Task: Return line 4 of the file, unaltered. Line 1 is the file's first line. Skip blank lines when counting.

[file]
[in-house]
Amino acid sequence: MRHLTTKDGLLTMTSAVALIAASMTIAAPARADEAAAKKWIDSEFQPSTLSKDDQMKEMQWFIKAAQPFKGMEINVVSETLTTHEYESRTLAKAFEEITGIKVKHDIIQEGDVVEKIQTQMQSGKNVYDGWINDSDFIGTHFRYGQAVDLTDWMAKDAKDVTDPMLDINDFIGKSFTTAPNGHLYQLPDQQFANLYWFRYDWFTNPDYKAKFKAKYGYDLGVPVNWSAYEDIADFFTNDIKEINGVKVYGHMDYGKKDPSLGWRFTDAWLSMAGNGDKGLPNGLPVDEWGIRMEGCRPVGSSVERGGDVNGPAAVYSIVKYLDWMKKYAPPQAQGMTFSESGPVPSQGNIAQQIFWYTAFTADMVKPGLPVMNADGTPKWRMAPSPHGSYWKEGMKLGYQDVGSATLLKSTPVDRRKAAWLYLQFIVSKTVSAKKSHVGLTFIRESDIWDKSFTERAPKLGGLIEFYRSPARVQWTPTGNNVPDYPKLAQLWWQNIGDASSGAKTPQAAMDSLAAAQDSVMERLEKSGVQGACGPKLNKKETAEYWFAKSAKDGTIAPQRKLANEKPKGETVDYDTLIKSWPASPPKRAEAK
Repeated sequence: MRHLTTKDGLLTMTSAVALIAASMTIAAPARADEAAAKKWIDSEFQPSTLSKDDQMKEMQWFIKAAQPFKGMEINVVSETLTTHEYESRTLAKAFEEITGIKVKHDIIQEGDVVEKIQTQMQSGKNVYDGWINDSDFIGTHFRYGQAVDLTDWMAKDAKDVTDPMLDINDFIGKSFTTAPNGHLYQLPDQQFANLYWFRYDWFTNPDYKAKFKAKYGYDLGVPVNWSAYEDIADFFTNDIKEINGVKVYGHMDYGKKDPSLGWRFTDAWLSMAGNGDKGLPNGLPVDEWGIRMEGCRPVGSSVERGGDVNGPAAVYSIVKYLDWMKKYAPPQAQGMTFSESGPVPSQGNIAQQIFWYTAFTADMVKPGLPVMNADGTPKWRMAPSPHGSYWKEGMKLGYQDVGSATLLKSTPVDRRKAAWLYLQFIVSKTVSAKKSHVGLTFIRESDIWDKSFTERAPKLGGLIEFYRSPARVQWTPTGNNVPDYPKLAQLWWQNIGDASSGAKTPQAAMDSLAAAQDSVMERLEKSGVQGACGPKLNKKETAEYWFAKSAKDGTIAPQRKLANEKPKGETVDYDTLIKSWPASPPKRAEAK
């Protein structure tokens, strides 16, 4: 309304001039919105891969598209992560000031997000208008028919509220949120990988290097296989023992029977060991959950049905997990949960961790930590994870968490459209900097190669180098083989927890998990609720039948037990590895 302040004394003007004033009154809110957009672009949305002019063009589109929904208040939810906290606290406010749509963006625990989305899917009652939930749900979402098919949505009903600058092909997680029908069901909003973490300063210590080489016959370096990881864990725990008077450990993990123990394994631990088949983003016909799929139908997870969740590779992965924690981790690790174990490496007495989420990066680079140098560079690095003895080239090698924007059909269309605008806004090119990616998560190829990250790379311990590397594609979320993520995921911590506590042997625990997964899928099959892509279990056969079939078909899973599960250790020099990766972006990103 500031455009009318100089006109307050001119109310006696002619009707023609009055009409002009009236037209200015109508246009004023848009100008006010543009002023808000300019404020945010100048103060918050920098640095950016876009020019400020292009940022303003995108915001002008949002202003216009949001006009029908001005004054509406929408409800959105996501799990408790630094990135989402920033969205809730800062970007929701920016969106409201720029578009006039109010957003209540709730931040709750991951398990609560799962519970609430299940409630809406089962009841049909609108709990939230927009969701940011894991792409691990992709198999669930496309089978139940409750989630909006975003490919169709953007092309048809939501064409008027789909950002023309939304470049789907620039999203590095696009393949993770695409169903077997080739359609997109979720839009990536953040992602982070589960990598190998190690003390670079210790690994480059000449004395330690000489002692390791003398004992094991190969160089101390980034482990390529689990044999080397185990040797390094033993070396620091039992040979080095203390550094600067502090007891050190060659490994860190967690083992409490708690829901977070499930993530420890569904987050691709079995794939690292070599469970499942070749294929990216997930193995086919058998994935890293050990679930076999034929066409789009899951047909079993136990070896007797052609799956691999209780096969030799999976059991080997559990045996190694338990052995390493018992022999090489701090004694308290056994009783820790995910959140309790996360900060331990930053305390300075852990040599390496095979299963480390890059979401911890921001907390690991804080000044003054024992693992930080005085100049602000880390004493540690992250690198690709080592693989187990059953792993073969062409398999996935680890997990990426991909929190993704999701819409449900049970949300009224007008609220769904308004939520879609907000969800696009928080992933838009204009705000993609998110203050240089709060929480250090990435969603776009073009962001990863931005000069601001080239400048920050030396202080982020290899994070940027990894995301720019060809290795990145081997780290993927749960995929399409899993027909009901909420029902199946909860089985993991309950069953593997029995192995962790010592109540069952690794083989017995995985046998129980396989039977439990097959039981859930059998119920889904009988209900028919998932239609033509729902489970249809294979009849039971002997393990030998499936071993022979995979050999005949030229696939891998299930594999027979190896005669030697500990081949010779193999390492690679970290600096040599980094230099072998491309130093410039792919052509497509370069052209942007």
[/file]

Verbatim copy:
């Protein structure tokens, strides 16, 4: 309304001039919105891969598209992560000031997000208008028919509220949120990988290097296989023992029977060991959950049905997990949960961790930590994870968490459209900097190669180098083989927890998990609720039948037990590895 302040004394003007004033009154809110957009672009949305002019063009589109929904208040939810906290606290406010749509963006625990989305899917009652939930749900979402098919949505009903600058092909997680029908069901909003973490300063210590080489016959370096990881864990725990008077450990993990123990394994631990088949983003016909799929139908997870969740590779992965924690981790690790174990490496007495989420990066680079140098560079690095003895080239090698924007059909269309605008806004090119990616998560190829990250790379311990590397594609979320993520995921911590506590042997625990997964899928099959892509279990056969079939078909899973599960250790020099990766972006990103 500031455009009318100089006109307050001119109310006696002619009707023609009055009409002009009236037209200015109508246009004023848009100008006010543009002023808000300019404020945010100048103060918050920098640095950016876009020019400020292009940022303003995108915001002008949002202003216009949001006009029908001005004054509406929408409800959105996501799990408790630094990135989402920033969205809730800062970007929701920016969106409201720029578009006039109010957003209540709730931040709750991951398990609560799962519970609430299940409630809406089962009841049909609108709990939230927009969701940011894991792409691990992709198999669930496309089978139940409750989630909006975003490919169709953007092309048809939501064409008027789909950002023309939304470049789907620039999203590095696009393949993770695409169903077997080739359609997109979720839009990536953040992602982070589960990598190998190690003390670079210790690994480059000449004395330690000489002692390791003398004992094991190969160089101390980034482990390529689990044999080397185990040797390094033993070396620091039992040979080095203390550094600067502090007891050190060659490994860190967690083992409490708690829901977070499930993530420890569904987050691709079995794939690292070599469970499942070749294929990216997930193995086919058998994935890293050990679930076999034929066409789009899951047909079993136990070896007797052609799956691999209780096969030799999976059991080997559990045996190694338990052995390493018992022999090489701090004694308290056994009783820790995910959140309790996360900060331990930053305390300075852990040599390496095979299963480390890059979401911890921001907390690991804080000044003054024992693992930080005085100049602000880390004493540690992250690198690709080592693989187990059953792993073969062409398999996935680890997990990426991909929190993704999701819409449900049970949300009224007008609220769904308004939520879609907000969800696009928080992933838009204009705000993609998110203050240089709060929480250090990435969603776009073009962001990863931005000069601001080239400048920050030396202080982020290899994070940027990894995301720019060809290795990145081997780290993927749960995929399409899993027909009901909420029902199946909860089985993991309950069953593997029995192995962790010592109540069952690794083989017995995985046998129980396989039977439990097959039981859930059998119920889904009988209900028919998932239609033509729902489970249809294979009849039971002997393990030998499936071993022979995979050999005949030229696939891998299930594999027979190896005669030697500990081949010779193999390492690679970290600096040599980094230099072998491309130093410039792919052509497509370069052209942007």